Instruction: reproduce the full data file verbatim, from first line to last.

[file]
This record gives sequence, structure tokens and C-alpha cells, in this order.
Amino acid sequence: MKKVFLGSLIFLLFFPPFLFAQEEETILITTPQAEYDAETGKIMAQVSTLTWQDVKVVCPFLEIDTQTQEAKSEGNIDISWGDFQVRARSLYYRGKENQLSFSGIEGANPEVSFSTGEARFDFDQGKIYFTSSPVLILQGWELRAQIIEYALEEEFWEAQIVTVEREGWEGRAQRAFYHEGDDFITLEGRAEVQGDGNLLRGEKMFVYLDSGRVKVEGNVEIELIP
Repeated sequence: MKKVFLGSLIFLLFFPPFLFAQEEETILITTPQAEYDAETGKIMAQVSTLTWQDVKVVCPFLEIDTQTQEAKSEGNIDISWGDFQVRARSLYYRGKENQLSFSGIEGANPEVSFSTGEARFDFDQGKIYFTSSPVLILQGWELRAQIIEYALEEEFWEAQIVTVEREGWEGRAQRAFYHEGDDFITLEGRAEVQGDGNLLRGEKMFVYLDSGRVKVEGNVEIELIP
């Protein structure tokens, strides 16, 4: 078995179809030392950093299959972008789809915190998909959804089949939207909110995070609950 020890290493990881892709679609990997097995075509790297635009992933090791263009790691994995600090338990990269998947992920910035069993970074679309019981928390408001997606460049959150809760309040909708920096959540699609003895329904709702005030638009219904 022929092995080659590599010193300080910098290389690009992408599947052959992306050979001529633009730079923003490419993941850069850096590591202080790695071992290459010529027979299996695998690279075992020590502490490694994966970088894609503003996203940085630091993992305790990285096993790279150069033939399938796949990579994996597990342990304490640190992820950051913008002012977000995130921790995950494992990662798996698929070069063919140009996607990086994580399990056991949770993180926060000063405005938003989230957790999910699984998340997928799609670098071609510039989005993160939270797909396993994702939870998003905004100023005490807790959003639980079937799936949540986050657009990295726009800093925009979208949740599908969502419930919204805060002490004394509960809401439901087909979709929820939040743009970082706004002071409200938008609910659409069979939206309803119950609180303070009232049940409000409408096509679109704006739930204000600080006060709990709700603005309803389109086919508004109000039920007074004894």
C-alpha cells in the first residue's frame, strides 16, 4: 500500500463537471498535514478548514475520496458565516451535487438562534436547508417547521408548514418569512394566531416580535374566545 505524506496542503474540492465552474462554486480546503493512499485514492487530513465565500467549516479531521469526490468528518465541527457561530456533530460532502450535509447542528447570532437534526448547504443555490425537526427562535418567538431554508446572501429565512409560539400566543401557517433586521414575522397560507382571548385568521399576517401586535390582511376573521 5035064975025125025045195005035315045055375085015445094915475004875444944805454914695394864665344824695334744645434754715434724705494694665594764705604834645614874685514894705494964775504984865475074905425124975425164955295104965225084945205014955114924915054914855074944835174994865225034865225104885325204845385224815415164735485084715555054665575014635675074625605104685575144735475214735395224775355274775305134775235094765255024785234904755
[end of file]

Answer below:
This record gives sequence, structure tokens and C-alpha cells, in this order.
Amino acid sequence: MKKVFLGSLIFLLFFPPFLFAQEEETILITTPQAEYDAETGKIMAQVSTLTWQDVKVVCPFLEIDTQTQEAKSEGNIDISWGDFQVRARSLYYRGKENQLSFSGIEGANPEVSFSTGEARFDFDQGKIYFTSSPVLILQGWELRAQIIEYALEEEFWEAQIVTVEREGWEGRAQRAFYHEGDDFITLEGRAEVQGDGNLLRGEKMFVYLDSGRVKVEGNVEIELIP
Repeated sequence: MKKVFLGSLIFLLFFPPFLFAQEEETILITTPQAEYDAETGKIMAQVSTLTWQDVKVVCPFLEIDTQTQEAKSEGNIDISWGDFQVRARSLYYRGKENQLSFSGIEGANPEVSFSTGEARFDFDQGKIYFTSSPVLILQGWELRAQIIEYALEEEFWEAQIVTVEREGWEGRAQRAFYHEGDDFITLEGRAEVQGDGNLLRGEKMFVYLDSGRVKVEGNVEIELIP
């Protein structure tokens, strides 16, 4: 078995179809030392950093299959972008789809915190998909959804089949939207909110995070609950 020890290493990881892709679609990997097995075509790297635009992933090791263009790691994995600090338990990269998947992920910035069993970074679309019981928390408001997606460049959150809760309040909708920096959540699609003895329904709702005030638009219904 022929092995080659590599010193300080910098290389690009992408599947052959992306050979001529633009730079923003490419993941850069850096590591202080790695071992290459010529027979299996695998690279075992020590502490490694994966970088894609503003996203940085630091993992305790990285096993790279150069033939399938796949990579994996597990342990304490640190992820950051913008002012977000995130921790995950494992990662798996698929070069063919140009996607990086994580399990056991949770993180926060000063405005938003989230957790999910699984998340997928799609670098071609510039989005993160939270797909396993994702939870998003905004100023005490807790959003639980079937799936949540986050657009990295726009800093925009979208949740599908969502419930919204805060002490004394509960809401439901087909979709929820939040743009970082706004002071409200938008609910659409069979939206309803119950609180303070009232049940409000409408096509679109704006739930204000600080006060709990709700603005309803389109086919508004109000039920007074004894």
C-alpha cells in the first residue's frame, strides 16, 4: 500500500463537471498535514478548514475520496458565516451535487438562534436547508417547521408548514418569512394566531416580535374566545 505524506496542503474540492465552474462554486480546503493512499485514492487530513465565500467549516479531521469526490468528518465541527457561530456533530460532502450535509447542528447570532437534526448547504443555490425537526427562535418567538431554508446572501429565512409560539400566543401557517433586521414575522397560507382571548385568521399576517401586535390582511376573521 5035064975025125025045195005035315045055375085015445094915475004875444944805454914695394864665344824695334744645434754715434724705494694665594764705604834645614874685514894705494964775504984865475074905425124975425164955295104965225084945205014955114924915054914855074944835174994865225034865225104885325204845385224815415164735485084715555054665575014635675074625605104685575144735475214735395224775355274775305134775235094765255024785234904755